The Cesarean section, also known as C-section birth, is a surgical procedure in which an incision is made in the abdomen of the mother slicing through the skin, muscles and uterus to reach the amniotic sac from where the baby is pulled out.
Alarmingly, the number of cesarean section births has increased greatly in the past few decades.
• Abnormal presentation of the child (transverse or breech presentation)
• Abnormal location of the placenta (placenta previa)
• Multiple pregnancy
• Child of very high weight (macrosome i.e. more than 4.5 kg)
• Problems during pregnancy (maternal preeclampsia, delayed growth of the child)
• History of cesarean section for a previous pregnancy (although a vaginal birth is possible in most cases)
• Infection of the mother with certain viruses such as HIV (the cesarean section does not infect the baby)
• Certain obstetric history (uterine rupture, complicated shoulder dystocia, complicated uterine scars, etc.)
• Mother’s decision for reasons of convenience (some doctors accept it, although mother’s request should not be considered an indication)
• Abnormalities in the child’s heartbeat (fetal distress)
• Cervical dilation stopped despite medications
• Hypoxia (= lack of oxygen) of mother or child
• Failed forceps extraction
• Maternal haemorrhages (placenta detachment, suspicion of uterine rupture, etc.)
• Risk of serious pelvic floor lesions with involvement of the urethral and anal sphincters, etc.
• Preeclampsia attack, a disease that can occur during pregnancy and can cause severe hypertension.
It consists of incising the abdominal wall and the uterus (= hysterotomy ) in order to extract the baby and the placenta
The incision is made horizontally just above the pubic hair and the child is withdrawn through this opening. In some cases, an instrumental aid (forceps, suction cup) is necessary to get the baby out.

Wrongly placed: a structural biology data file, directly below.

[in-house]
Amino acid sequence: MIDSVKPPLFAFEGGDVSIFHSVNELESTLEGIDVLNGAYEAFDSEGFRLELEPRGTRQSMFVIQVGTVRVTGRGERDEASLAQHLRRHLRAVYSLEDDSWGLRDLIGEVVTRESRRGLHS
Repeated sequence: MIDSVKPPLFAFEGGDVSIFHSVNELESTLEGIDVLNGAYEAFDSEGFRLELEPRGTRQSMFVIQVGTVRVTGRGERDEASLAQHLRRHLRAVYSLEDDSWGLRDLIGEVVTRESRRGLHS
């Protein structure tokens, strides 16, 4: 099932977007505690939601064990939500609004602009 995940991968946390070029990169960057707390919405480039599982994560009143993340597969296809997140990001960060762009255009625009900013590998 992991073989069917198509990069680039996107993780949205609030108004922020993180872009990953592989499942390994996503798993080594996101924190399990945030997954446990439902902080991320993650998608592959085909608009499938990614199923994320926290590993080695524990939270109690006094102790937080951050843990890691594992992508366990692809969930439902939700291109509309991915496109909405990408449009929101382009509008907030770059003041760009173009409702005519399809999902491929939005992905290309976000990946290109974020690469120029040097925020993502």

The patient will be asked about the below mentioned things before the operation:
Once in the operating room, an infusion and a urinary catheter are placed and anesthesia is performed.
A sterile drape (sheet) is installed so that the woman cannot see the operation.
Depending on the medical team and the circumstances (emergency or not), the father or the accompanying person may be present in the operating room.
After the baby is extracted, the incision is sutured (or stapled) and the mother is placed under surveillance for about 2 hours to make sure there are no complications.
The urinary catheter and intravenous infusion are usually left in place for a few hours
In some cases, it is possible for her to keep her baby with her, skin to skin, but more often, in most maternity hospitals, the baby is not given to her immediately.
Risks and complications of cesarean section
Like any surgical procedure, a cesarean section can involve risks.
The urinary catheter can cause minor urinary tract infections in the days following the operation (the most common complication).
Inflammatory reactions or a hematoma in the scar can sometimes appear. More rarely, bowel obstruction, severe bleeding or infection of the uterus may occur. There is also a very low risk of phlebitis (= blood clot in a vein) or pulmonary embolism. Anticoagulant injections are usually given to prevent this.
What is C-Section
Usually, discharge from the maternity hospital takes place 4-7 days after the childbirth. It is normal to feel pain and tightness in the scar: analgesic drugs may be prescribed for a few days.
But there is nothing to stress about. You should know that after a first cesarean section, it is often possible to give birth vaginally during subsequent pregnancies. This should be discussed with your doctor, depending on the indications for the cesarean section and the progress of the pregnancy. To know more about what is C-section and related issues, visit IVF and get the right information & treatment.
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